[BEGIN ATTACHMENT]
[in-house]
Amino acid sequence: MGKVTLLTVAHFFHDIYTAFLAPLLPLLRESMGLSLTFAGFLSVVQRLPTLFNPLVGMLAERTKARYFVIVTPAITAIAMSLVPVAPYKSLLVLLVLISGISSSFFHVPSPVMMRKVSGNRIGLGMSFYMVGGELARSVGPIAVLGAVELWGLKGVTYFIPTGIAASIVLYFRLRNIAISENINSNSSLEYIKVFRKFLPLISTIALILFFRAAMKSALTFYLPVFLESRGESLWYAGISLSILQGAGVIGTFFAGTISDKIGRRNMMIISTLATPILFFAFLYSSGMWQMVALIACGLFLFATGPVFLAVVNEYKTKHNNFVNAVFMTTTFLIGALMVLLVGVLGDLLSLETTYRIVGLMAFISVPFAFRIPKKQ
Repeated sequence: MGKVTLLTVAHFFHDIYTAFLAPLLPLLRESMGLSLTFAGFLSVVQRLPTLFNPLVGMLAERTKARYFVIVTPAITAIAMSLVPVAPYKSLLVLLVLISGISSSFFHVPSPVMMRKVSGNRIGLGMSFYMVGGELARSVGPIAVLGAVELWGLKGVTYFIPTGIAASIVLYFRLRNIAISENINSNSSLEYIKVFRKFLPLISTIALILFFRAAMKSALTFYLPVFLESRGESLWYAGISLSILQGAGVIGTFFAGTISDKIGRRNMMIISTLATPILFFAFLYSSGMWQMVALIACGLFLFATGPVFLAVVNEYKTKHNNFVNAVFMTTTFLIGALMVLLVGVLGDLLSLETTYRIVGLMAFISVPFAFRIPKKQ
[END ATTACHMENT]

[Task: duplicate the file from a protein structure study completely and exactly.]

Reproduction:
[in-house]
Amino acid sequence: MGKVTLLTVAHFFHDIYTAFLAPLLPLLRESMGLSLTFAGFLSVVQRLPTLFNPLVGMLAERTKARYFVIVTPAITAIAMSLVPVAPYKSLLVLLVLISGISSSFFHVPSPVMMRKVSGNRIGLGMSFYMVGGELARSVGPIAVLGAVELWGLKGVTYFIPTGIAASIVLYFRLRNIAISENINSNSSLEYIKVFRKFLPLISTIALILFFRAAMKSALTFYLPVFLESRGESLWYAGISLSILQGAGVIGTFFAGTISDKIGRRNMMIISTLATPILFFAFLYSSGMWQMVALIACGLFLFATGPVFLAVVNEYKTKHNNFVNAVFMTTTFLIGALMVLLVGVLGDLLSLETTYRIVGLMAFISVPFAFRIPKKQ
Repeated sequence: MGKVTLLTVAHFFHDIYTAFLAPLLPLLRESMGLSLTFAGFLSVVQRLPTLFNPLVGMLAERTKARYFVIVTPAITAIAMSLVPVAPYKSLLVLLVLISGISSSFFHVPSPVMMRKVSGNRIGLGMSFYMVGGELARSVGPIAVLGAVELWGLKGVTYFIPTGIAASIVLYFRLRNIAISENINSNSSLEYIKVFRKFLPLISTIALILFFRAAMKSALTFYLPVFLESRGESLWYAGISLSILQGAGVIGTFFAGTISDKIGRRNMMIISTLATPILFFAFLYSSGMWQMVALIACGLFLFATGPVFLAVVNEYKTKHNNFVNAVFMTTTFLIGALMVLLVGVLGDLLSLETTYRIVGLMAFISVPFAFRIPKKQ